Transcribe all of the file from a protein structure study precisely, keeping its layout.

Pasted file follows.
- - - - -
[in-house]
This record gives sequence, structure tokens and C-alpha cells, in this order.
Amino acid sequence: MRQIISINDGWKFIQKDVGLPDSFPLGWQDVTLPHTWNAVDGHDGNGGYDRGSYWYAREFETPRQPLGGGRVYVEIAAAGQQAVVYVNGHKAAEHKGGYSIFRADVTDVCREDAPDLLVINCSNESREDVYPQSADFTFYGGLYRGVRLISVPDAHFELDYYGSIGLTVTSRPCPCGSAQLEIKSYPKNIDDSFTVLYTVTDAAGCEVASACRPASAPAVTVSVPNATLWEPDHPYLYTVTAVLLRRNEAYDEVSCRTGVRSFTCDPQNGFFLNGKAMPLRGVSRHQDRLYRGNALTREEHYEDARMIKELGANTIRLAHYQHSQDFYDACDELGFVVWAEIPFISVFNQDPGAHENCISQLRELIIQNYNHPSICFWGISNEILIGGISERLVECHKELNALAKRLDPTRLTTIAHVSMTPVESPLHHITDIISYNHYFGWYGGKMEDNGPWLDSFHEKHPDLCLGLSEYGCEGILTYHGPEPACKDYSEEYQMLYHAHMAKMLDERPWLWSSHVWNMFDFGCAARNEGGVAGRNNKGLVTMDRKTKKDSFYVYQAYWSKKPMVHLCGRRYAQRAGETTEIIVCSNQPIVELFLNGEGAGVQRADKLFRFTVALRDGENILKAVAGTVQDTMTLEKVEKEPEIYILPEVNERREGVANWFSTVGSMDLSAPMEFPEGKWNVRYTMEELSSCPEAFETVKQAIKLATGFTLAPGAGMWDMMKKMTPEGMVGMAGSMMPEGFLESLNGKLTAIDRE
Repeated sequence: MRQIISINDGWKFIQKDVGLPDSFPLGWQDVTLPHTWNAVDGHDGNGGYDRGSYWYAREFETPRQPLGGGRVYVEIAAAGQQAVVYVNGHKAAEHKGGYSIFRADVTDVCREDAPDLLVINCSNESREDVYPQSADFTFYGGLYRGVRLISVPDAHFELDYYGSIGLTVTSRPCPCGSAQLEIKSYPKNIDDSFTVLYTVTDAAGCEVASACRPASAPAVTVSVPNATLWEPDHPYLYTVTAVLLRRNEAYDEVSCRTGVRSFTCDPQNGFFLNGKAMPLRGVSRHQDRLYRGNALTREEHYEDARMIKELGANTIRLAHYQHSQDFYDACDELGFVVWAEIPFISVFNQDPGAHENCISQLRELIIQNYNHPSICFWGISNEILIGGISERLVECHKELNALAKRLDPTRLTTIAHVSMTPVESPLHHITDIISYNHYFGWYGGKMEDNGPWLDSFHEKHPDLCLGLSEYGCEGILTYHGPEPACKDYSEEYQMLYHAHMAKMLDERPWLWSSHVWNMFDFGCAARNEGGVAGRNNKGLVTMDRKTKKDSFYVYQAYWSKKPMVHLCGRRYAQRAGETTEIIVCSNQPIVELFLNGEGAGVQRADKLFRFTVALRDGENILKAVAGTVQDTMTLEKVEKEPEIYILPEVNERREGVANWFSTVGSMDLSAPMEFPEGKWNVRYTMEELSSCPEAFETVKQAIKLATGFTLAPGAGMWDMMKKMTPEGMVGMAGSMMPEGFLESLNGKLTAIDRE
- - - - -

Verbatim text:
[in-house]
This record gives sequence, structure tokens and C-alpha cells, in this order.
Amino acid sequence: MRQIISINDGWKFIQKDVGLPDSFPLGWQDVTLPHTWNAVDGHDGNGGYDRGSYWYAREFETPRQPLGGGRVYVEIAAAGQQAVVYVNGHKAAEHKGGYSIFRADVTDVCREDAPDLLVINCSNESREDVYPQSADFTFYGGLYRGVRLISVPDAHFELDYYGSIGLTVTSRPCPCGSAQLEIKSYPKNIDDSFTVLYTVTDAAGCEVASACRPASAPAVTVSVPNATLWEPDHPYLYTVTAVLLRRNEAYDEVSCRTGVRSFTCDPQNGFFLNGKAMPLRGVSRHQDRLYRGNALTREEHYEDARMIKELGANTIRLAHYQHSQDFYDACDELGFVVWAEIPFISVFNQDPGAHENCISQLRELIIQNYNHPSICFWGISNEILIGGISERLVECHKELNALAKRLDPTRLTTIAHVSMTPVESPLHHITDIISYNHYFGWYGGKMEDNGPWLDSFHEKHPDLCLGLSEYGCEGILTYHGPEPACKDYSEEYQMLYHAHMAKMLDERPWLWSSHVWNMFDFGCAARNEGGVAGRNNKGLVTMDRKTKKDSFYVYQAYWSKKPMVHLCGRRYAQRAGETTEIIVCSNQPIVELFLNGEGAGVQRADKLFRFTVALRDGENILKAVAGTVQDTMTLEKVEKEPEIYILPEVNERREGVANWFSTVGSMDLSAPMEFPEGKWNVRYTMEELSSCPEAFETVKQAIKLATGFTLAPGAGMWDMMKKMTPEGMVGMAGSMMPEGFLESLNGKLTAIDRE
Repeated sequence: MRQIISINDGWKFIQKDVGLPDSFPLGWQDVTLPHTWNAVDGHDGNGGYDRGSYWYAREFETPRQPLGGGRVYVEIAAAGQQAVVYVNGHKAAEHKGGYSIFRADVTDVCREDAPDLLVINCSNESREDVYPQSADFTFYGGLYRGVRLISVPDAHFELDYYGSIGLTVTSRPCPCGSAQLEIKSYPKNIDDSFTVLYTVTDAAGCEVASACRPASAPAVTVSVPNATLWEPDHPYLYTVTAVLLRRNEAYDEVSCRTGVRSFTCDPQNGFFLNGKAMPLRGVSRHQDRLYRGNALTREEHYEDARMIKELGANTIRLAHYQHSQDFYDACDELGFVVWAEIPFISVFNQDPGAHENCISQLRELIIQNYNHPSICFWGISNEILIGGISERLVECHKELNALAKRLDPTRLTTIAHVSMTPVESPLHHITDIISYNHYFGWYGGKMEDNGPWLDSFHEKHPDLCLGLSEYGCEGILTYHGPEPACKDYSEEYQMLYHAHMAKMLDERPWLWSSHVWNMFDFGCAARNEGGVAGRNNKGLVTMDRKTKKDSFYVYQAYWSKKPMVHLCGRRYAQRAGETTEIIVCSNQPIVELFLNGEGAGVQRADKLFRFTVALRDGENILKAVAGTVQDTMTLEKVEKEPEIYILPEVNERREGVANWFSTVGSMDLSAPMEFPEGKWNVRYTMEELSSCPEAFETVKQAIKLATGFTLAPGAGMWDMMKKMTPEGMVGMAGSMMPEGFLESLNGKLTAIDRE